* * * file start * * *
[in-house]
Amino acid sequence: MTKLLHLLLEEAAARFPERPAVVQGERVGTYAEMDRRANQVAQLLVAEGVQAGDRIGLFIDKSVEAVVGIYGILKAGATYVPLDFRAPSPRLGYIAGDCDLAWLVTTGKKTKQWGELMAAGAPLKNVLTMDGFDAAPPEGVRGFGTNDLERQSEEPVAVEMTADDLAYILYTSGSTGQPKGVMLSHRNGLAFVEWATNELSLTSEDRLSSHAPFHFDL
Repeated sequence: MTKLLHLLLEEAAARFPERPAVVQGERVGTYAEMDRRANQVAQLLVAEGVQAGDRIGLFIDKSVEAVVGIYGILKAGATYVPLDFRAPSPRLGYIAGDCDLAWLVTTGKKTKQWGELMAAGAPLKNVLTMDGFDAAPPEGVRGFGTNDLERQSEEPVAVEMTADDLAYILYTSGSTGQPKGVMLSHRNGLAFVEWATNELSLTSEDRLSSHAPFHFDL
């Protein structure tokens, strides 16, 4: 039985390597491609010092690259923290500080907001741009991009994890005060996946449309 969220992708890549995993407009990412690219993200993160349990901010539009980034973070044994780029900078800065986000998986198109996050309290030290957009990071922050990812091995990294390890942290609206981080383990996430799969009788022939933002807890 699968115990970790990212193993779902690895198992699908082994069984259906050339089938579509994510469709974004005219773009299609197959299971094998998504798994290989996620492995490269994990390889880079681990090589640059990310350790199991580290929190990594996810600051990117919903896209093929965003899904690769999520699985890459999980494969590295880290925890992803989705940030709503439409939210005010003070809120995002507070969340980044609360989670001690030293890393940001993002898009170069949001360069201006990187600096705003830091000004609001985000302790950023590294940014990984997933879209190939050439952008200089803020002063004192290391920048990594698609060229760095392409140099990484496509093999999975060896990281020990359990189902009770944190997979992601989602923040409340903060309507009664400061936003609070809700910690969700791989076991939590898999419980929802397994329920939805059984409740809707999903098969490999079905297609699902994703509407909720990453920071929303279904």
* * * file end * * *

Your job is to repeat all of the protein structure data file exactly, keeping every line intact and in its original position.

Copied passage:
[in-house]
Amino acid sequence: MTKLLHLLLEEAAARFPERPAVVQGERVGTYAEMDRRANQVAQLLVAEGVQAGDRIGLFIDKSVEAVVGIYGILKAGATYVPLDFRAPSPRLGYIAGDCDLAWLVTTGKKTKQWGELMAAGAPLKNVLTMDGFDAAPPEGVRGFGTNDLERQSEEPVAVEMTADDLAYILYTSGSTGQPKGVMLSHRNGLAFVEWATNELSLTSEDRLSSHAPFHFDL
Repeated sequence: MTKLLHLLLEEAAARFPERPAVVQGERVGTYAEMDRRANQVAQLLVAEGVQAGDRIGLFIDKSVEAVVGIYGILKAGATYVPLDFRAPSPRLGYIAGDCDLAWLVTTGKKTKQWGELMAAGAPLKNVLTMDGFDAAPPEGVRGFGTNDLERQSEEPVAVEMTADDLAYILYTSGSTGQPKGVMLSHRNGLAFVEWATNELSLTSEDRLSSHAPFHFDL
């Protein structure tokens, strides 16, 4: 039985390597491609010092690259923290500080907001741009991009994890005060996946449309 969220992708890549995993407009990412690219993200993160349990901010539009980034973070044994780029900078800065986000998986198109996050309290030290957009990071922050990812091995990294390890942290609206981080383990996430799969009788022939933002807890 699968115990970790990212193993779902690895198992699908082994069984259906050339089938579509994510469709974004005219773009299609197959299971094998998504798994290989996620492995490269994990390889880079681990090589640059990310350790199991580290929190990594996810600051990117919903896209093929965003899904690769999520699985890459999980494969590295880290925890992803989705940030709503439409939210005010003070809120995002507070969340980044609360989670001690030293890393940001993002898009170069949001360069201006990187600096705003830091000004609001985000302790950023590294940014990984997933879209190939050439952008200089803020002063004192290391920048990594698609060229760095392409140099990484496509093999999975060896990281020990359990189902009770944190997979992601989602923040409340903060309507009664400061936003609070809700910690969700791989076991939590898999419980929802397994329920939805059984409740809707999903098969490999079905297609699902994703509407909720990453920071929303279904």